Jan 14 2020

Communicating The Consensus

Science communication is an evolving art, backed by some interesting research. However, my overall take on the state of the research is that it is mostly telling us the various ways in which we fail, rather than how to succeed. The latest target if scicomm handwringing is “consensus messaging.” How do we, and should we, communicate the scientific consensus to the public?

This issue is probably most salient to communication about global warming. Those who deny the scientific consensus on AGW frequently deny that there is a consensus and/or deny that a scientific consensus is even meaningful. How should we address this situation. In 2018 Russil argued that consensus messaging is generally ineffective. Instead we should focus on the victims of climate change:

“If we recognize that climate change danger will be mediated by questions of migration, dislocation and refuge, and if climate change communication abandons the legacy of consensus messaging to involve those affected by danger, how might our work unfold differently?”

It’s fine to try new approaches, but my problem with this argument is that essentially nothing works when it comes to changing minds on AGW, and so the fact that any one strategy does not work doesn’t really tell us anything about that strategy, or favor any other.

The concept of consensus does, in fact, exist in science. I wrote about it previously here and here. If the vast majority of scientists agree on some scientific conclusion, that is a consensus. That much is historically undeniable, so the strategy is often to switch to the position that a consensus is meaningless. That’s not how science works. To bolster this position often an example of when a scientific consensus was wrong is brought up. These examples, however, never work to establish the anti-consensus position.

There are several reasons these examples fail. The first is that they are cherry picked, and not representative. Consensus in science is all about probability. The real question is – does the degree of scientific consensus predict the probability of being overturned? Of course it does. In fact, I challenge anyone to find an example in modern times of a solid (>99%) scientific consensus being overturned. You have to go back to the early days of any particular science, when the “consensus” was really just an assumption or guess at the time, not built on mature scientific research. Once a strong consensus is established by evidence, it tends to be sticky.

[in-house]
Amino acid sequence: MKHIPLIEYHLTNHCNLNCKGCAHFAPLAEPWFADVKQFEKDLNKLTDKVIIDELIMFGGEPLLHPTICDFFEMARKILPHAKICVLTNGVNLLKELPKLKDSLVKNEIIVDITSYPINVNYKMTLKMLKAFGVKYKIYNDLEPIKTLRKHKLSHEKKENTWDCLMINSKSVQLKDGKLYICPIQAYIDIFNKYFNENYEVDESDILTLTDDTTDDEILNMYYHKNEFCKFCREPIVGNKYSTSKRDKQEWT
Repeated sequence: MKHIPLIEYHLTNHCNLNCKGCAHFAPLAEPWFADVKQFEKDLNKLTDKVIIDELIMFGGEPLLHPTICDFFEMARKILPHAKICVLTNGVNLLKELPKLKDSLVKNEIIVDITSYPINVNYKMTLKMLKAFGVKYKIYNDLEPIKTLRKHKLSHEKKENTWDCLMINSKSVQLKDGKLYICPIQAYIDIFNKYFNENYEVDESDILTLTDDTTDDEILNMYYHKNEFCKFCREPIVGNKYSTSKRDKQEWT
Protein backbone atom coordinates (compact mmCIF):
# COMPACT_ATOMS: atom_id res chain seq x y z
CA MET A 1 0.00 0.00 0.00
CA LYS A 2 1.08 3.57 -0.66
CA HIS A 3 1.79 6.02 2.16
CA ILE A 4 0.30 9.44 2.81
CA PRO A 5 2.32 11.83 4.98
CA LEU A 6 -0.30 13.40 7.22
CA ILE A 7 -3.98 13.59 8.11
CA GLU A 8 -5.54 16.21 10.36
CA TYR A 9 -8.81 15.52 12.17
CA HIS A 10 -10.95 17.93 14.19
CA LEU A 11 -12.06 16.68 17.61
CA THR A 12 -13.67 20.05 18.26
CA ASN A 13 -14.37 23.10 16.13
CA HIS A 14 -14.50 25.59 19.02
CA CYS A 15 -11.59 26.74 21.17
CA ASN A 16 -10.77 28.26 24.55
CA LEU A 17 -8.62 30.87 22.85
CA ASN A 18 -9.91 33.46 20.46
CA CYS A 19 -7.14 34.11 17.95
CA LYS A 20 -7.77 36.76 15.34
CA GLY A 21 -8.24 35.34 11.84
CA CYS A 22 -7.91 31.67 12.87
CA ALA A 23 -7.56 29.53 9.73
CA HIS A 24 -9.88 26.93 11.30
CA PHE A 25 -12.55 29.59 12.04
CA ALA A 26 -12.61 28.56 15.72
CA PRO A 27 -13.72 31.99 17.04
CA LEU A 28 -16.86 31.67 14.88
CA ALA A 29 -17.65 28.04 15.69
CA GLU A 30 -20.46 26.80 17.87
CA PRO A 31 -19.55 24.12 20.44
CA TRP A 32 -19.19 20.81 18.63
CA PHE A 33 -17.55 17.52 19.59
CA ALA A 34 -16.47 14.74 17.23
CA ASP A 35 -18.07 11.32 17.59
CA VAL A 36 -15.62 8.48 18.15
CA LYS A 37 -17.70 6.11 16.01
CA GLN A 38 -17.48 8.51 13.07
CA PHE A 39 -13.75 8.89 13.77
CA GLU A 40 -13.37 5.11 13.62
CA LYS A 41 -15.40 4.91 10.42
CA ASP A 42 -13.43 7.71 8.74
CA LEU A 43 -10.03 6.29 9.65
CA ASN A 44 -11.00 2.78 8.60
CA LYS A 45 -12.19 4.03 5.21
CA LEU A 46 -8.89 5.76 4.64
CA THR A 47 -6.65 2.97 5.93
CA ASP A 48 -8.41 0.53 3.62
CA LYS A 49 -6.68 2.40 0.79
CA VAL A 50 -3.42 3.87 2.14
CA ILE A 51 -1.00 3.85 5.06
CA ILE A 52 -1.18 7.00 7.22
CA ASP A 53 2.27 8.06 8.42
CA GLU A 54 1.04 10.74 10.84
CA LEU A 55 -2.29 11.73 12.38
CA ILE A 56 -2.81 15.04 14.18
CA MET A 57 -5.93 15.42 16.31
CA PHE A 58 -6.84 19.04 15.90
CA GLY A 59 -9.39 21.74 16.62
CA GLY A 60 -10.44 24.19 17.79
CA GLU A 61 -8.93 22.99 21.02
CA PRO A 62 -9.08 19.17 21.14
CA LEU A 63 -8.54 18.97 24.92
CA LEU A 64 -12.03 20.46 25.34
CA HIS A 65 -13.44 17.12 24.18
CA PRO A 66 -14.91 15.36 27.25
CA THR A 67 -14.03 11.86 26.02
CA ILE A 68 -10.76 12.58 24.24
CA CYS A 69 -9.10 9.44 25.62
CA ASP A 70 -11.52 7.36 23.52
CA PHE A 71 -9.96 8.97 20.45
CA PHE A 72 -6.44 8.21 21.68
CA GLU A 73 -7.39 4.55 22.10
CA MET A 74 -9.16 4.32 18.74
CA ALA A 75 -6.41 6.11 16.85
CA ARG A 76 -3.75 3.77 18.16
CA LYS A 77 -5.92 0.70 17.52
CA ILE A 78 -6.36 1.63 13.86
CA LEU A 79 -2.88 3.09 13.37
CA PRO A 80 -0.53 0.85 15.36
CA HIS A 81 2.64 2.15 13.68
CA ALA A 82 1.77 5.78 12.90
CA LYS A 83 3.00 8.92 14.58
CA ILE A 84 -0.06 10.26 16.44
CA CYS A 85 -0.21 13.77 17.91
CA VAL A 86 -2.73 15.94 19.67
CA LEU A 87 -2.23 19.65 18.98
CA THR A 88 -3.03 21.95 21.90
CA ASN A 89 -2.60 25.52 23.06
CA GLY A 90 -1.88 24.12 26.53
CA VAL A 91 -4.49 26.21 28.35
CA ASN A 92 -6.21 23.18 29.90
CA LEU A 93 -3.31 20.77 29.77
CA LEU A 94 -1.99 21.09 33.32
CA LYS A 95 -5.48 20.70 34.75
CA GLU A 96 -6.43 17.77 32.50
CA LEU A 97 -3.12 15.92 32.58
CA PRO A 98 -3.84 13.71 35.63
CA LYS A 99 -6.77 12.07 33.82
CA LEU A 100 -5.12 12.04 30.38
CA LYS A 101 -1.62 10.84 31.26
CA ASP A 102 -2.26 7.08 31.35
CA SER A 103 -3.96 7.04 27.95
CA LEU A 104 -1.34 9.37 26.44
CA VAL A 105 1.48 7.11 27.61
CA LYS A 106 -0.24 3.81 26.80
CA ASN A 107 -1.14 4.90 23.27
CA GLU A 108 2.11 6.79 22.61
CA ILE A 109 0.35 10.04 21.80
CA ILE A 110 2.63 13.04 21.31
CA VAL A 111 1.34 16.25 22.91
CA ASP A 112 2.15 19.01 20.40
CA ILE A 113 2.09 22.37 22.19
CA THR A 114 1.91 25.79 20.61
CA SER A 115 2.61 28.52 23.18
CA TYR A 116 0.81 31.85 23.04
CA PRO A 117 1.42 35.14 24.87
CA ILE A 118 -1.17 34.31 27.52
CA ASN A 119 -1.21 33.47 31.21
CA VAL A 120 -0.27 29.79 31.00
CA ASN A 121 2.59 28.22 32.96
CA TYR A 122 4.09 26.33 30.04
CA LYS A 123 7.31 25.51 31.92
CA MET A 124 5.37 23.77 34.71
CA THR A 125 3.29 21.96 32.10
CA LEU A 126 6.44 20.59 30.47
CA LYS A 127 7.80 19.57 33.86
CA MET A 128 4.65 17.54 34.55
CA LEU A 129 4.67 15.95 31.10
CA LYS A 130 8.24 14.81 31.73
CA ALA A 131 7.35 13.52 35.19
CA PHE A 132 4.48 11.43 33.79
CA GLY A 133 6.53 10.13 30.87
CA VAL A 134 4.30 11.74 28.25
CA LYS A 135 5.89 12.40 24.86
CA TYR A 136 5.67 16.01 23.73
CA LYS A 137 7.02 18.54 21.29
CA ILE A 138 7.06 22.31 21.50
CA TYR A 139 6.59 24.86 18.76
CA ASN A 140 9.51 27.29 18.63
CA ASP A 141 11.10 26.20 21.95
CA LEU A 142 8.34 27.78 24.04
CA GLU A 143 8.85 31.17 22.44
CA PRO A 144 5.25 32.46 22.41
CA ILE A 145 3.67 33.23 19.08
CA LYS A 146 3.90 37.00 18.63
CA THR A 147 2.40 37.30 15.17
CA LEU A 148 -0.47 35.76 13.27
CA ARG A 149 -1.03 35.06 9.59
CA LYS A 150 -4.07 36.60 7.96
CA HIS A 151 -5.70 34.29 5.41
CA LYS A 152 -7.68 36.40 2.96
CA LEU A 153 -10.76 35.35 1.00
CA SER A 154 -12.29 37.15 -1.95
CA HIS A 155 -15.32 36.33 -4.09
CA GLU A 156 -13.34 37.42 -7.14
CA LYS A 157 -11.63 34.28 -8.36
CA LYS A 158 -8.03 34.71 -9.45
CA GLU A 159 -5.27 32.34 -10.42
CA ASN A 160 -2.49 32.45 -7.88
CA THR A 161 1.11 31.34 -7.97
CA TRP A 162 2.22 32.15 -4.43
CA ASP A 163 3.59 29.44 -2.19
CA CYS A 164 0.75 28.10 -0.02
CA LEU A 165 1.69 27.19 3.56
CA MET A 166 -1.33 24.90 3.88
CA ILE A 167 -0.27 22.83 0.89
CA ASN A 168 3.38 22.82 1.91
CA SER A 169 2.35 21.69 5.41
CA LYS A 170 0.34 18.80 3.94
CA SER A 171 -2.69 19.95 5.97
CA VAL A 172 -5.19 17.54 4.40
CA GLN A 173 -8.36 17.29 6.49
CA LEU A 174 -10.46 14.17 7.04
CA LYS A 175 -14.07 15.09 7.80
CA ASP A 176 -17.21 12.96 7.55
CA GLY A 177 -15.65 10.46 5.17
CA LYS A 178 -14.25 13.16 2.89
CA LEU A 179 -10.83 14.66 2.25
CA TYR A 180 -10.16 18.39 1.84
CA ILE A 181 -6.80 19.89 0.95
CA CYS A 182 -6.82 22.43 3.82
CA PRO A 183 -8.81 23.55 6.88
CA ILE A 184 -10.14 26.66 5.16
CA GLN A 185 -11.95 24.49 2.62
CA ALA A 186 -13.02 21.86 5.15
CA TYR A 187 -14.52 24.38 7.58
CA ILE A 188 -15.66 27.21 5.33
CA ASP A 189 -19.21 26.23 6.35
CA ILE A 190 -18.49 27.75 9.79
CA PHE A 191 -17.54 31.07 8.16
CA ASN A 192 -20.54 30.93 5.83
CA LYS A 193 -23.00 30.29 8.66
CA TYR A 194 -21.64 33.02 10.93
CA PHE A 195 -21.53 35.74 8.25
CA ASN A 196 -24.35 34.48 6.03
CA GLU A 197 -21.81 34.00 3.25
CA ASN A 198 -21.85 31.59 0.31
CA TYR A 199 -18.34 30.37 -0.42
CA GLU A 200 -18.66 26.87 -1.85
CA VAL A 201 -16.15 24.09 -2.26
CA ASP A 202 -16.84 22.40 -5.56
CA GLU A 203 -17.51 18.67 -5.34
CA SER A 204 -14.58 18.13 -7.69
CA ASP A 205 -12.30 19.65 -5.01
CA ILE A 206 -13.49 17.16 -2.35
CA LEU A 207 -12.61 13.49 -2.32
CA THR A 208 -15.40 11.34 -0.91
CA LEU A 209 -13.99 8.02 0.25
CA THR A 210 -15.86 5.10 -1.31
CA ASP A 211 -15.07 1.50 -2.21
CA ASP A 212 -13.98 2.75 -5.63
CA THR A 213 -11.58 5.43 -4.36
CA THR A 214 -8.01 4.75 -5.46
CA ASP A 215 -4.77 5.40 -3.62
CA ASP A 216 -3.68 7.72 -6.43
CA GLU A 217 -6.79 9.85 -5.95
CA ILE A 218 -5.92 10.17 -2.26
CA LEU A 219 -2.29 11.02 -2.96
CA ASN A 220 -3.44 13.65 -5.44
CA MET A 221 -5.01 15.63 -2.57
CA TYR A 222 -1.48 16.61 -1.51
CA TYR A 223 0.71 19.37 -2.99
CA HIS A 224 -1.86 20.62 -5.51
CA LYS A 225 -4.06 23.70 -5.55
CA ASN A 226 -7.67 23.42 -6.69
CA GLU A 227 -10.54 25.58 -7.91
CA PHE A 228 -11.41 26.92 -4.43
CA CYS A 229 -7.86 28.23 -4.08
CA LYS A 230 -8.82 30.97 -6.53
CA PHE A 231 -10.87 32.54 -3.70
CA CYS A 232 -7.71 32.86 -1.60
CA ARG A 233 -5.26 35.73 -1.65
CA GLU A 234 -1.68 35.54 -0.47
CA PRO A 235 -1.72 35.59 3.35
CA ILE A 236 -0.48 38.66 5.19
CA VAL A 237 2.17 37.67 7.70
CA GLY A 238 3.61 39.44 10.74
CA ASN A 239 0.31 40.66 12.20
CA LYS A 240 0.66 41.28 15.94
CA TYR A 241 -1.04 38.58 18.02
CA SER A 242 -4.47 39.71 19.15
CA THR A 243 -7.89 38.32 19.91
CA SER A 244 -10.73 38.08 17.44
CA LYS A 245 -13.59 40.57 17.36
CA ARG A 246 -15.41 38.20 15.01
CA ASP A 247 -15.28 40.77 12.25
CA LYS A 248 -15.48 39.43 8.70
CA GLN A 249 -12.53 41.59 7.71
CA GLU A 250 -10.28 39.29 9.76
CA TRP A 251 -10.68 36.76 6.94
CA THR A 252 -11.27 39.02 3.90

The other reason the examples fail is that they are almost always problematic, meaning they are simply wrong in some critical detail. The role of H. pylori in gastric ulcers, in fact, garnered early interest and rose steadily as more and more evidence emerged, for example. Often the examples are too far back in time to be relevant. Or the change really represents the evolution of scientific theory as new evidence and models come into play. But learning new stuff is not the same as overturning existing knowledge. Newton’s mechanics still mostly work, even though we now know they are a special case of relativity. DNA is still, and will forever be, the molecule of inheritance, despite recent advances in epigenetics. The standard model of particle physics may be incomplete, but it’s not going anywhere, and neither is the periodic table.

So when it comes to AGW the question is – how solid is the scientific consensus and how confident are its conclusions? There are many studies addressing this question, which I review here. The median figure is around 97%, but there are those who argue that it is really >99%. The obvious question is – does it matter? I think it matters a little. Consensus is a continuum, and the stronger it is the lower the probability that it will be overturned. But even at 97%, that is certainly enough of a consensus on which to base public policy.

But again – when it comes to scicomm, none of this seems to matter. The research shows that on this issue (and these things do change issue to issue) the only factor with a significant effect on acceptance of AGW is political affiliation. Education level, scientific knowledge, and other demographics have an insignificant effect. What appears to be going on here is that anti-AGW propaganda has successfully turned the issue into a culture war, leavened with conspiracy thinking. If you approach the issue politically, ideologically, and culturally, than logic and evidence does not matter. It is also easy to dismiss any argument or evidence from the other side as the result of ideology.

After hundreds of exchanges with AGW deniers, this pattern is overwhelming. Anti-AGW arguments are mostly grounded in politics – rejecting the liberal conspiracy to take over the economy using AGW hysteria as justification. Education level and scientific literacy only affect the sophistication of the arguments used to backfill this position, but they aren’t enough to change the position.

At this point I would love to be able to say – and here is the solution. But again, nothing has worked so we don’t know what the solution is. That doesn’t mean I give up. My sense is, and this is supported by some research, that we need to teach critical thinking skills. This may work on an individual level, but we don’t have the infrastructure to execute this anytime soon on a societal level. There the only hope is a change in the politics and culture itself. That requires leadership, and given recent events I am not holding my breath. My prediction is that a thin political majority will emerge sufficient to take action only after there have already been serious and obvious consequences. This will still not move the hard core denier, but it may adequately marginalize them.



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